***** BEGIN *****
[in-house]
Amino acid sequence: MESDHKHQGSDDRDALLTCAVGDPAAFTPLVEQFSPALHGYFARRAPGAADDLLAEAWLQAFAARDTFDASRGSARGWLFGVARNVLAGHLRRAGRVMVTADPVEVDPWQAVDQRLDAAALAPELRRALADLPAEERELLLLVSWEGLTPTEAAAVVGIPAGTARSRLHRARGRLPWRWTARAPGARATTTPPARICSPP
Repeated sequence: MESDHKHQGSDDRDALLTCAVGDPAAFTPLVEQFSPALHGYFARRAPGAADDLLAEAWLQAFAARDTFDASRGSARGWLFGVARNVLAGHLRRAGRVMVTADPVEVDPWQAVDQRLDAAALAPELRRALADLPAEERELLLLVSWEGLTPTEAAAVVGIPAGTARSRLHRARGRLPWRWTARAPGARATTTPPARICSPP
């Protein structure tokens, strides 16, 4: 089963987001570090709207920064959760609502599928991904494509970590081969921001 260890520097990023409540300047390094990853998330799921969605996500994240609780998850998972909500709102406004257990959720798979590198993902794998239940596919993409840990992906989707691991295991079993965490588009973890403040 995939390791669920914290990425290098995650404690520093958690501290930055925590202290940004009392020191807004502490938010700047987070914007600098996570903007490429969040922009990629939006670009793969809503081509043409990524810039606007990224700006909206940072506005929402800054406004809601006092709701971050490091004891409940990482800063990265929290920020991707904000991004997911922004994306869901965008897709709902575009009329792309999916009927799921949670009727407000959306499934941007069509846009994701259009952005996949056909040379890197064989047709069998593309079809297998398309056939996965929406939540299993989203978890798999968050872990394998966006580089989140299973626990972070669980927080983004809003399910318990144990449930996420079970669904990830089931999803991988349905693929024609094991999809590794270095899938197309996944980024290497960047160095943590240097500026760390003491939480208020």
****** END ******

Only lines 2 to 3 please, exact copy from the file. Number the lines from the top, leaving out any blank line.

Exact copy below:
Amino acid sequence: MESDHKHQGSDDRDALLTCAVGDPAAFTPLVEQFSPALHGYFARRAPGAADDLLAEAWLQAFAARDTFDASRGSARGWLFGVARNVLAGHLRRAGRVMVTADPVEVDPWQAVDQRLDAAALAPELRRALADLPAEERELLLLVSWEGLTPTEAAAVVGIPAGTARSRLHRARGRLPWRWTARAPGARATTTPPARICSPP
Repeated sequence: MESDHKHQGSDDRDALLTCAVGDPAAFTPLVEQFSPALHGYFARRAPGAADDLLAEAWLQAFAARDTFDASRGSARGWLFGVARNVLAGHLRRAGRVMVTADPVEVDPWQAVDQRLDAAALAPELRRALADLPAEERELLLLVSWEGLTPTEAAAVVGIPAGTARSRLHRARGRLPWRWTARAPGARATTTPPARICSPP